Female Weight(kg) = -17.0 + 0.157 * Height(cm)

An equation based on body weight can be found on p.11 of source 3. You can find body segment weight here, or individual bone weights in sources 3 and 4. Sources: 1, 2, 3, 4.

Graftling Feats

The following ancestry feat is available to skeletons with the graftling heritage, starting at level one.

Grafted Motor Functions. You have adapted to regular use of your extra limb. You gain the following benefits:

• Your Bonegraft feat allows for an additional arm with no penalty. For example, if your Dexterity modifier was reduced for every arm after your third, it's now reduced for every arm after your fourth.

Choose one of the following:

Once per round, you may use an additional Interact when you Interact as a single action.

If two or more of your arms are wielding weaponry, you can benefit from a shield.

You gain the trained proficiency rank in Thievery. If you would automatically become trained in Thievery (from your background or class, for example), you instead become trained in a skill of your choice. You gain the Pickpocket or Subtle Theft skill feat.

You gain a climb Speed of 10 feet, or increase your climb Speed by 10 feet.

You can select this feat multiple times.

Graftling Tables

This section provides several tables useful for players and DMs who want to create graftling characters.

Graftling Reasons for Adventure




Targeted by a monster slayer, you were forced to flee your home.


You seek justice for your creator, who showed you compassion but was slain by adventurers.


Haunted by the memories of your past life, you wish to reconcile or reunite.


You've no intention of squandering your second chance at life on the fringes of civilization.


You figure you'll try your hand at archaeology.


You have slain your creator, and are pursued by their enclave.


Your apprenticeship ended without consequence, and you were permitted to leave your master.


You're awful at direction, and keep stumbling into civilization.


You were dispatched by your master to complete an errand or quest.


You will assimilate all other graftlings. There can be only one.

Graftling Quirks




Your reanimation was so traumatizing you've developed an irrational fear of bones.


You think skeletons are cute because of the way they are.


You prefer to hide during a fight.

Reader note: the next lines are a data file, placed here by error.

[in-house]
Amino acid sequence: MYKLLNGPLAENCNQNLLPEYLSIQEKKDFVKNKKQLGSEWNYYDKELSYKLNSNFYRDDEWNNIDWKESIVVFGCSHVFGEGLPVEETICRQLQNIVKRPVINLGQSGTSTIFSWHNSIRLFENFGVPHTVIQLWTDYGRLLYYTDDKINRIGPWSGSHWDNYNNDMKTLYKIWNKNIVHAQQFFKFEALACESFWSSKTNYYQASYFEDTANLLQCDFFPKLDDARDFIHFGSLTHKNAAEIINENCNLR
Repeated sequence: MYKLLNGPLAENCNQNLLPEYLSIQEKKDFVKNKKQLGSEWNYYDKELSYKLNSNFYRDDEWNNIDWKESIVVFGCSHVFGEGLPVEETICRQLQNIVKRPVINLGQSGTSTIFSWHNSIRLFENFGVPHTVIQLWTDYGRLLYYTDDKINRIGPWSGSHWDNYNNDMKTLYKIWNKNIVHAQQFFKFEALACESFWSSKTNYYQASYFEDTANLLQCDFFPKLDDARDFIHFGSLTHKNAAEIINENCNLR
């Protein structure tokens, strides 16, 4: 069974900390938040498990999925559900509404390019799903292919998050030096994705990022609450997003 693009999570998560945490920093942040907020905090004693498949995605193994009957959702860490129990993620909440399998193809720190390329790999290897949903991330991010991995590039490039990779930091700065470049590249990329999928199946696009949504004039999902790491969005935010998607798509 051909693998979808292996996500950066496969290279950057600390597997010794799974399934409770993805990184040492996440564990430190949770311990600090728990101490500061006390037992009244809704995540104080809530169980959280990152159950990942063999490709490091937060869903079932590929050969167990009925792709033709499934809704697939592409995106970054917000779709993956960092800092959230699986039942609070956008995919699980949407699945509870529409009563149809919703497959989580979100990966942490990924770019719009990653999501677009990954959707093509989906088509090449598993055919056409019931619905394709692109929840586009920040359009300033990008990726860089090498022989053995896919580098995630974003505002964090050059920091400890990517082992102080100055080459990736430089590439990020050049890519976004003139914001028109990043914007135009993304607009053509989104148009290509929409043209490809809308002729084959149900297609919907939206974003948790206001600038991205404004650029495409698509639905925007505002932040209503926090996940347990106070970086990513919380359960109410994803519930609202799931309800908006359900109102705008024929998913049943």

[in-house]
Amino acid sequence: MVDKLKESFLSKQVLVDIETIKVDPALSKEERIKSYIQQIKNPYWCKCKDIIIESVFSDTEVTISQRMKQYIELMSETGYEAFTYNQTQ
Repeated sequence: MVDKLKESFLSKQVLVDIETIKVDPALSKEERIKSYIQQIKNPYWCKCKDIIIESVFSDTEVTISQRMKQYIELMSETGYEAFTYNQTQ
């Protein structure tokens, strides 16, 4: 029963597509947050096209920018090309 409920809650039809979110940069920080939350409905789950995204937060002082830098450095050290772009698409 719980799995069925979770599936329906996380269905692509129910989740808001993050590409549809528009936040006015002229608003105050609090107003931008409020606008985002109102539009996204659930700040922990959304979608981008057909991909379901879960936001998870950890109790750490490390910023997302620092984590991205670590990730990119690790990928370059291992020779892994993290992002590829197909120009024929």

You painstakingly log the bones you have encountered.


You've developed a nightly ritual of snorting bone meal.


Your body is a collection that you embellish with only the rarest bones.


You're incredibly awkward.


You have obsessive tendencies.


You have a habit of sidling up to others to get a whiff of their skeleton.


You treat your bundle as a refuge. Even those close to you haven't seen your face.

Graftling Trinkets




An innocuous mortar and pestle engraved with the initials of your creator.


A trinket from your past life (see any other trinket table).


A mysterious bone that defies all attempts at identification.


A tiny, wooden, unfortunate cat figure.


A vial of bubbling rainbow-colored neutralizer.


A pair of rusty manacles.


A cuneiform-incised pebble that once belonged to a lost child.


A jar containing a misshapen mass preserved in formaldehyde.


A set of scrimshaw dice that sometimes emit whale song.


A grimy skull extracted from the necromancer who reanimated you.


A twisted blackwood broom with bristles that never dirty.


A dragon-shaped pin that can be tracked by someone, somewhere.


A beckoning throw pillow embroidered with the shifting image of a paddling duck.


A brackish collar that makes its wearer feel wanted.


A tattooed arm of a grung that was boiled alive.


A smelt skeleton that flutters in stagnant water.


A runed notebook with scrawled notes on undead.


A hefty roll of ghoul flesh secured with twine.


A pouch of multi-colored, skeleton-shaped gelatin sweets.


A signet ring bearing a serpent-entwined rod of inlaid glass.